Three British aid workers killed in Gaza, charity says

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Rishi Sunak, pictured in MarchImage source, PA Media

Three British aid workers have been killed in Gaza by an Israeli air strike, their charity World Central Kitchen (WCK) told BBC News.

UK Prime Minister Rishi Sunak called on Israel to "urgently" investigate the deaths of seven aid workers, who the Britons were amongst.

Other victims were Australian, Polish, Palestinian and US-Canadian citizen, the charity said.

Israel's Prime Minister Benjamin Netanyahu said it was "unintentional".

An aid convoy was hit while leaving the Deir al-Balah warehouse, where it had unloaded "more than 100 tons of humanitarian food aid," according to the charity.

UK Foreign Secretary David Cameron said news of the air strike was "deeply distressing".

He called upon Israel to immediately investigate and provide a "full, transparent explanation" of what happened.

Mr Sunak said the government was "urgently working to confirm all the details" of the attack.

He said aid charities were doing "fantastic work" in Gaza and they should be "praised and commended".

The prime minister added they "need to be allowed to do that work unhindered" and said it was "incumbent on Israel" to make sure they could do that.

Asked about whether the government had received legal advice that Israel had breached international humanitarian law in Gaza, Mr Sunak said it was the UK's "longstanding" position that "Israel has both the intention and the ability to comply with international humanitarian law".

He added that he had made that "very clear" to Mr Netanyahu.

Image source, EPA-EFE/REX/Shutterstock

Image caption,

World Central Kitchen says those killed were part of a convoy that was travelling from a warehouse in central Gaza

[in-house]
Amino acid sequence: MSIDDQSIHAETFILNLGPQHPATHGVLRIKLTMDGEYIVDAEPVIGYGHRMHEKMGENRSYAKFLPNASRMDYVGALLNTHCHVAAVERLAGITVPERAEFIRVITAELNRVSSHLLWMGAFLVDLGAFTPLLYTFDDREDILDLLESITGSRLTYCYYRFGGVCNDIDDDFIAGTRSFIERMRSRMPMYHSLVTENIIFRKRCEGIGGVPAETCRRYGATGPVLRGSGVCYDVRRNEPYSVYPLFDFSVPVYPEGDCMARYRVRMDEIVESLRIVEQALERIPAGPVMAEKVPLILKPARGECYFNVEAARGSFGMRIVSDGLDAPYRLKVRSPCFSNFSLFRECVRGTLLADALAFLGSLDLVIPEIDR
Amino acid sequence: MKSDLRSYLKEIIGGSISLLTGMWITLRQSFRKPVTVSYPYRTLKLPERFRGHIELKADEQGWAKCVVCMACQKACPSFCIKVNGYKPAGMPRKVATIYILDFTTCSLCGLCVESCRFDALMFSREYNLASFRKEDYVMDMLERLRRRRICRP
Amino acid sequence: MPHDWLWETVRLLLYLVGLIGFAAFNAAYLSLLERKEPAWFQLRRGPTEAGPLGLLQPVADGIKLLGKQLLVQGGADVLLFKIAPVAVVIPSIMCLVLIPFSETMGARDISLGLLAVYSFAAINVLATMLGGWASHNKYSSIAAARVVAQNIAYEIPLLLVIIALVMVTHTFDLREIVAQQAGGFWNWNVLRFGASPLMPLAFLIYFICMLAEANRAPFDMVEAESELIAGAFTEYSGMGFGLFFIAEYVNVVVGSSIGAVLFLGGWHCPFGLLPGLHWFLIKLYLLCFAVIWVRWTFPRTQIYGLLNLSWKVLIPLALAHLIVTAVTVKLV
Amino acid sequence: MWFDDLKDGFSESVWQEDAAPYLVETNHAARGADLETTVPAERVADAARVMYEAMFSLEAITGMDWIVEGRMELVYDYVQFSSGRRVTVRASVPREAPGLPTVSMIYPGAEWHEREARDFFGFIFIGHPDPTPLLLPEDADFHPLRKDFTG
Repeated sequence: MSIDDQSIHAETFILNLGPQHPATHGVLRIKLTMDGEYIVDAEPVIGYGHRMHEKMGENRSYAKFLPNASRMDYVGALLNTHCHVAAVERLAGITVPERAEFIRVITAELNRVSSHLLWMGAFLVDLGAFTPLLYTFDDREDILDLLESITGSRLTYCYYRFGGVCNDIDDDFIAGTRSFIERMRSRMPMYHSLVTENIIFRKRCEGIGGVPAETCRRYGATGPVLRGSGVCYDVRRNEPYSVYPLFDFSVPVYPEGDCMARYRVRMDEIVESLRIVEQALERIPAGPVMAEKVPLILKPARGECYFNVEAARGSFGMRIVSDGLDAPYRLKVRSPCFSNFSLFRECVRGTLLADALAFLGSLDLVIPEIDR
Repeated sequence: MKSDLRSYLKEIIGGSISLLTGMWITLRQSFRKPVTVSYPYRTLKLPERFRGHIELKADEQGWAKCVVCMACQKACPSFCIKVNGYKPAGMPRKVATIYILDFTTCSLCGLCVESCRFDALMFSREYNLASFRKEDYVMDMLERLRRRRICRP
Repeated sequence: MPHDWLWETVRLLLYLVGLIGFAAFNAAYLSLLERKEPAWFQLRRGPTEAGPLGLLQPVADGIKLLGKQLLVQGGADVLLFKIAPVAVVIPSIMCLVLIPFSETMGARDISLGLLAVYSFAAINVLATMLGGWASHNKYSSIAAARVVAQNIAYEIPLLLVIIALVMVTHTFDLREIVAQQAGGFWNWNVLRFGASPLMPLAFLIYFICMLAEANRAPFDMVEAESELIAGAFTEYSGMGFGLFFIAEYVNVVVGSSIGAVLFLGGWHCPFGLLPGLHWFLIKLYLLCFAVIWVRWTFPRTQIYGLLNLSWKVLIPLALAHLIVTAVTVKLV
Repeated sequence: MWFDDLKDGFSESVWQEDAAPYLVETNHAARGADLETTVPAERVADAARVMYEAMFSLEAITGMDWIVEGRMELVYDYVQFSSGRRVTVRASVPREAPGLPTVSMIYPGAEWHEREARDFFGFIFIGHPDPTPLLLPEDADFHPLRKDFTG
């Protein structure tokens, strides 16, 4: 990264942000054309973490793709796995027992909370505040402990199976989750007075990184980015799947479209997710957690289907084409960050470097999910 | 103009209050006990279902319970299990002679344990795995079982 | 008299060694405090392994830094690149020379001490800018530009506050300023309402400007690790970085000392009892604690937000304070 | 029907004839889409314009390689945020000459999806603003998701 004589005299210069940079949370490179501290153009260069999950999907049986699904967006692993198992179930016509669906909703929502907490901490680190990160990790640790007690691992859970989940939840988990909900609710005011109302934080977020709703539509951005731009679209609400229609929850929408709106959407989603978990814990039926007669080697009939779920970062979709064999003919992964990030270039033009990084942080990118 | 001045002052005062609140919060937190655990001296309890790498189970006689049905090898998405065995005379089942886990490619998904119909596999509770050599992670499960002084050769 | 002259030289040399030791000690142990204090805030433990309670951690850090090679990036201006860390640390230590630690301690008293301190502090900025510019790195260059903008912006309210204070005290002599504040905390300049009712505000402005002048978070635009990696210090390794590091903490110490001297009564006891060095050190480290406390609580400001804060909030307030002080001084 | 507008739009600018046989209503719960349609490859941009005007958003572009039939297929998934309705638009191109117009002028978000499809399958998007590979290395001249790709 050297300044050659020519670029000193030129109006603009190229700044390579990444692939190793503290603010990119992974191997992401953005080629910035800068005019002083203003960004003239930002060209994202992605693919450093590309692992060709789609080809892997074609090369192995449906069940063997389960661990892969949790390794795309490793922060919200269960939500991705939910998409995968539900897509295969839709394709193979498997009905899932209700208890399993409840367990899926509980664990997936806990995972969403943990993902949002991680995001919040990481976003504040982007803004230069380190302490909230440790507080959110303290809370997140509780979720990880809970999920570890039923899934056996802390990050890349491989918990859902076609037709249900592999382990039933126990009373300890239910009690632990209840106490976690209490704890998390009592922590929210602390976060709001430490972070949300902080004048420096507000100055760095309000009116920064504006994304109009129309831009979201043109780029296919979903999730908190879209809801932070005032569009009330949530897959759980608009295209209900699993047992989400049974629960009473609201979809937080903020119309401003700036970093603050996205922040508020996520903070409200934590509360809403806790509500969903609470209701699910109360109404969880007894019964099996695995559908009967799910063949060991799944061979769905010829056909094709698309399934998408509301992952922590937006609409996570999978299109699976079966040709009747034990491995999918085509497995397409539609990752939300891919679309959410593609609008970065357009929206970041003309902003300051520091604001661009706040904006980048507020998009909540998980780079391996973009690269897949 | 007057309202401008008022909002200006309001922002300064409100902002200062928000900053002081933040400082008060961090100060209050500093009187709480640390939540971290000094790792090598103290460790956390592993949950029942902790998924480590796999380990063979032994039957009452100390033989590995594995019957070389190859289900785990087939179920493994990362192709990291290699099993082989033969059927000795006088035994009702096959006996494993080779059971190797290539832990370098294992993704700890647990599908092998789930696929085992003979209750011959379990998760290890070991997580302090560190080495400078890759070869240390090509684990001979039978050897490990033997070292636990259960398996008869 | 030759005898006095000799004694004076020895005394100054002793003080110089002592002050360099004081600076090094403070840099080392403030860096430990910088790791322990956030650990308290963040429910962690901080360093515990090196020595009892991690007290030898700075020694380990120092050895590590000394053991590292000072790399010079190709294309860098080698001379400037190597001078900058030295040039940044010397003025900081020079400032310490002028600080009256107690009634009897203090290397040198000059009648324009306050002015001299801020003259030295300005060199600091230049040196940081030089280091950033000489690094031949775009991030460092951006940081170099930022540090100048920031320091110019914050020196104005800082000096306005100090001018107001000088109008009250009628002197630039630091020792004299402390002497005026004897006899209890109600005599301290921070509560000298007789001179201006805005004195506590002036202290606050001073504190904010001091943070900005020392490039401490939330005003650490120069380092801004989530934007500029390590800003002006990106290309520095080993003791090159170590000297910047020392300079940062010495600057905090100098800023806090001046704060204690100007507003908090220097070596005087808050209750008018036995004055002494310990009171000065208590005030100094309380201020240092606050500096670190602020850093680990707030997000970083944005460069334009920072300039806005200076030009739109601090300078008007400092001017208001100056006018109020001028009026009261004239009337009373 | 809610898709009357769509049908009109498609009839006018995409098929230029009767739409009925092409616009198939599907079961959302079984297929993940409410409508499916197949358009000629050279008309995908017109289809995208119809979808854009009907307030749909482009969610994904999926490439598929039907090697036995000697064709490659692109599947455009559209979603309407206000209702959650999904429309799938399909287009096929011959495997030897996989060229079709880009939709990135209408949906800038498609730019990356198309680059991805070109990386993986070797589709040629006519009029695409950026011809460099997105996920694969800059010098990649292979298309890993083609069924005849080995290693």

The prime minister said there had been "too many civilian deaths in Gaza", and he reiterated his call for an "immediate humanitarian pause so that we can get the hostages out and more aid into the region".  

Mr Netanyahu released a video message on Tuesday in which he said Israeli forces were behind the attack.

"Unfortunately, in the last 24 hours there was a tragic case of our forces unintentionally hitting innocent people in the Gaza Strip," he said.

"It happens in war, we check it to the end, we are in contact with the governments, and we will do everything so that this thing does not happen again."

The Israel Defense Forces (IDF) said it was conducting a "thorough review" into what it called a "tragic incident".

But WCK chief executive Erin Gore called the strike a "targeted attack by the IDF".

Paying tribute to the victims, Ms Gore said she was "heartbroken and appalled" at the "beautiful lives" lost in the attack.

"The love they had for feeding people, the determination they embodied to show that humanity rises above all, and the impact they made in countless lives will forever be remembered and cherished," she added.

Much of the Gaza Strip has been devastated during the Israeli military operations that began after Hamas gunmen attacked southern Israel on 7 October, killing about 1,200 people and seizing 253 hostages.

About 130 of the hostages remain in captivity, at least 34 of whom are presumed dead.

More than 32,916 people have been killed in Gaza since then, the Hamas-run health ministry says.

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